Braniff International Airways – Not So Secret Obsession

Braniff International Airways was an American airline that operated from 1928 until 1982, primarily in the midwestern and southwestern U.S., South America, Panama, and in its later years also Asia and Europe. The airline ceased operations on May 12, 1982, due to factors including escalating fuel prices, aggressive and unsustainable expansion, and fierce competition following changes that resulted from the Airline Deregulation Act of 1978.

New Mexico architect Alexander Girard, Italian fashion designer Emilio Pucci, and shoe designer Beth Levine were called in, and with this new creative talent, Braniff began the “End of the Plain Plane” campaign.

Girard outfitted the interiors with 57 different variations of Herman Miller fabrics. Fifteen colors were used by Braniff for plane exteriors during the 1960s (Harper & George modified Girard’s original seven colors in 1968). Many of the color schemes were applied to aircraft interiors, gate lounges, ticket offices, and even the corporate headquarters. Art to complement the color schemes was flown in from Mexico, Latin America, and South America.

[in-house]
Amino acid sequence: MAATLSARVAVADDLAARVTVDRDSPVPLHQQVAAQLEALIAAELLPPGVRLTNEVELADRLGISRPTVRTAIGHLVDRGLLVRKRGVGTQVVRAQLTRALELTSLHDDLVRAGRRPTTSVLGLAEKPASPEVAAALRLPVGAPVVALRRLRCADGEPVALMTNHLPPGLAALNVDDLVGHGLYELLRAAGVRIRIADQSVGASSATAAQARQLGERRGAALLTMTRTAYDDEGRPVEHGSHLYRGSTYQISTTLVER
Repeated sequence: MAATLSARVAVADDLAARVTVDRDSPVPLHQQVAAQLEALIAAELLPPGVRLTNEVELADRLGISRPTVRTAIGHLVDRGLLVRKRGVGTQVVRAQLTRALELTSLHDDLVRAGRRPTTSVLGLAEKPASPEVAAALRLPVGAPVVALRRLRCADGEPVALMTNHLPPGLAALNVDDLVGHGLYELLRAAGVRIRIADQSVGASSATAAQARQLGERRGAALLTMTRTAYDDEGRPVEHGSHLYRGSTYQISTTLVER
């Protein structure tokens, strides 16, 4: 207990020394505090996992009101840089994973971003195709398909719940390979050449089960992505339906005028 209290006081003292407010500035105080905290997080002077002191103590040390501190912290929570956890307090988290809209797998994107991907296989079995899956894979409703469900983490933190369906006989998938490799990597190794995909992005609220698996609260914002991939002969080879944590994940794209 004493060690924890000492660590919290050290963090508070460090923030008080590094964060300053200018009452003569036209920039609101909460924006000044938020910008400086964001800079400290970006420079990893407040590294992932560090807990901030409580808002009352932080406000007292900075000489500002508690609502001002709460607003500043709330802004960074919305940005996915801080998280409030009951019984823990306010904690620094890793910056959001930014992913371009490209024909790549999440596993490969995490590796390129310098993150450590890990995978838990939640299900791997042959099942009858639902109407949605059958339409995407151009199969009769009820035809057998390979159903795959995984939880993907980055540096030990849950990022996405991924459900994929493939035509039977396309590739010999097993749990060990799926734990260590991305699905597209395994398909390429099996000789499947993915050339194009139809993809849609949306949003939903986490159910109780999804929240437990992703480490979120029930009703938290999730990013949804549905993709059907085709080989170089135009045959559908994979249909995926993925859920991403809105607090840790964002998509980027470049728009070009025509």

Pucci used a series of nautical themes in overhauling the crew’s uniforms. For the stewardesses, Pucci used “space age” themes, including plastic “space bubbles” (resembling Captain Video helmets) which the stewardesses could wear between the terminal and the plane to prevent hairstyles from being disturbed. However, the “space bubble” was dropped after about a month because the helmets cracked easily, there was no place to store them on the aircraft, and jetways at many airports made them unnecessary. For the footwear, Beth Levine created plastic boots and designed two-tone calfskin boots and shoes. Stewardesses were called “hostesses” at Braniff and were attired with uniforms and accessories composed of interchangeable parts which could be removed and added as needed. In 1969, Pucci designed “Pucci IV”, for the intro of “747 Braniff Place” (1971). The collection was debuted at the Dallas Hilton by Pucci himself, in 1970. Today all of the vintage Pucci attire designed for Braniff is valuable.